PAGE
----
As explained above, many factors go into determining which heat pump you should purchase. Still, some general rules of thumb can help you choose the approximate power you need.
For a heat pump or wall-mounted air conditioner, it’s about 1,000 BTU per 100 square feet. So for a 1,000 to 1,200 square foot area, your heat pump would be about 12,000 BTU.
For the same area, if space is limited, the power can be reduced to 9,000 BTU. On the other hand, if the space is an open area, with many windows or high ceilings, the power can be increased to 15,000 BTU.
The single-split wall-mounted heat pump, which has only one indoor unit located in the main room, is ideal for homes with an open area. It generally ranges from 9,000 to 18,000 BTU.
The multi-zone wall-mounted heat pump, which has several indoor units, is recommended for homes with multiple floors or closed rooms. It is usually rated between 18,000 and 36,000 BTU.
Central heat pumps are measured in cooling tons, where one ton equals 12,000 BTU. This is approximately one ton per 750 square feet. So for a house of about 1,500 sq. ft. (excluding the basement and garage), you need a heat pump of at least 2 tons, and maybe even 2.5 tons if there are many windows or poor insulation.
Central heat pumps are generally installed in homes that already have air ducts. They usually range in size from 24,000 to 60,000 BTU.
Other criteria that allow you to measure the efficiency of heat pumps are SEER and HSPF.
Check to see if your unit is eligible for a grant
Some government programs offer grants for the purchase and installation of eligible heat pumps.
The grants available depend on the size of your heat pump. For every thousand BTUs of heating at -8°C, you receive $50 in financial assistance. So for a 10,000 BTU/hr heat pump at -8°C, you receive $500, and $1000 for a 20,000 BTU/hr unit.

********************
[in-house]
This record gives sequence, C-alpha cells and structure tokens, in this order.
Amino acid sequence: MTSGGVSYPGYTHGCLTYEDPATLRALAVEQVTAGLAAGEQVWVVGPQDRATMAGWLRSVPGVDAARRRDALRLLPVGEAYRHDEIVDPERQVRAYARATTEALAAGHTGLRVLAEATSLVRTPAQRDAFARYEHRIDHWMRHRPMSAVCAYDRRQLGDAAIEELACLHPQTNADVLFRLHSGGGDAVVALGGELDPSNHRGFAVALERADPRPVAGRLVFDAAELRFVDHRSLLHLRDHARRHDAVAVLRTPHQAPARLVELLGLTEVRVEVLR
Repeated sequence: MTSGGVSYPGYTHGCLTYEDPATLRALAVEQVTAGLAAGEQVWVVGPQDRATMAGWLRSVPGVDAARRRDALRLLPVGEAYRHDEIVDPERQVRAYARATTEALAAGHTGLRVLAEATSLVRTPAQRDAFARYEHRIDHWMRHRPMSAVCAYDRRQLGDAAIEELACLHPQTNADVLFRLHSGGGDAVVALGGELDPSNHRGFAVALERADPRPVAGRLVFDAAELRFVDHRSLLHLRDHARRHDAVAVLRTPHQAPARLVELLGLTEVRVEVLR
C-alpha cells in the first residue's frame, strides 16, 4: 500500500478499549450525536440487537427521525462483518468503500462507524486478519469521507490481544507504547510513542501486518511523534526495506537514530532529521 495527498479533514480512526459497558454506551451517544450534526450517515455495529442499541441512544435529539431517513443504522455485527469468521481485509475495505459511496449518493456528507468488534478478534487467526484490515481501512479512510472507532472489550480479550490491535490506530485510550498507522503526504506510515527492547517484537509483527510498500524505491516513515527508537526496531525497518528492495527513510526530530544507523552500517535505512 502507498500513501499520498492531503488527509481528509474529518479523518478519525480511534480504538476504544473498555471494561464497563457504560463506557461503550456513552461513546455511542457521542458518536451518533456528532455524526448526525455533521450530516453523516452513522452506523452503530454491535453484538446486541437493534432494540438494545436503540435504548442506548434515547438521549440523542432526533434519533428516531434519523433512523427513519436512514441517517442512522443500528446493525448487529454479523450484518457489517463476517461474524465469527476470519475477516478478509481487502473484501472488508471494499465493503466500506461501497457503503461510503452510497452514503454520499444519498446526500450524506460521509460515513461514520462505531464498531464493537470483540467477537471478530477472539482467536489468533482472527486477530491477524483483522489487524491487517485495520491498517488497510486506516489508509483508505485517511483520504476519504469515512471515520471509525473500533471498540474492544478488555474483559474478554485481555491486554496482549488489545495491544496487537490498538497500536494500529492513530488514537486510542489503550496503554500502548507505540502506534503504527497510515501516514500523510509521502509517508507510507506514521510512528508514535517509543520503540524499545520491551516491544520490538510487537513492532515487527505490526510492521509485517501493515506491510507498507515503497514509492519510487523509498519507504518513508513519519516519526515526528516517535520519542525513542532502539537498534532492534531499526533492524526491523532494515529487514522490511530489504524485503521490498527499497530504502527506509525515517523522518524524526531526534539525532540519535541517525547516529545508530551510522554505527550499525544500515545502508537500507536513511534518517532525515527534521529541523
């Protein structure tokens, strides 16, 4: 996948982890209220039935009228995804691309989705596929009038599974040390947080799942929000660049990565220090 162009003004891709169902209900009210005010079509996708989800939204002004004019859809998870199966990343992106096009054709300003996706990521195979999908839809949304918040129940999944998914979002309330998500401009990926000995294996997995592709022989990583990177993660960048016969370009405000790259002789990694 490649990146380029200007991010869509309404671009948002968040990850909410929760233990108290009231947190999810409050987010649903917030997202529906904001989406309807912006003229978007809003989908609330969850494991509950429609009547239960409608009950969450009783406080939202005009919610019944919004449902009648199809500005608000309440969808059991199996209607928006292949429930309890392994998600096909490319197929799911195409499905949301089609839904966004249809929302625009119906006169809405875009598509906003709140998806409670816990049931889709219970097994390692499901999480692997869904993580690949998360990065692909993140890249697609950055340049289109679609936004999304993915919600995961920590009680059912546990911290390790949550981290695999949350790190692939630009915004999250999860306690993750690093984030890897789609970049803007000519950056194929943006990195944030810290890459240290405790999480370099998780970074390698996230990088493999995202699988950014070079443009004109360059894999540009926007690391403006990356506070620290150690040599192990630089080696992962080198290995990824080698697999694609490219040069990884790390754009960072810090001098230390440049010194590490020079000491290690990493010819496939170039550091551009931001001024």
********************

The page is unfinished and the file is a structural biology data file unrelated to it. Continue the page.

These subsidies are available through the Rénoclimat program of Transition énergétique Québec and through Hydro Québec’s Efficient Heat Pump program. The Novoclimat program also offers a grant to the first owner of a new Novoclimat-certified home when an eligible heat pump is installed.
Ask specialized contractors
Since there are so many factors that can influence your choice of unit, it’s best to call on professionals to ensure that you have a heat pump that adequately meets your cooling and heating needs.
These specialized contractors have the skills to evaluate your home’s air conditioning and heating needs.
During an initial visit, MST’s technicians will evaluate, among other things, the size of your home, the number of floors, the height of the ceilings and the level of insulation. These factors allow us to advise you on the most suitable unit for your home and help you make an informed decision.
By doing business with MST, you’ll have a quality heat pump adapted to your needs and installed according to the manufacturer’s strict standards. The result? Your heat pump will last a long time and provide you with optimal performance, giving you peace of mind in the greatest of comforts.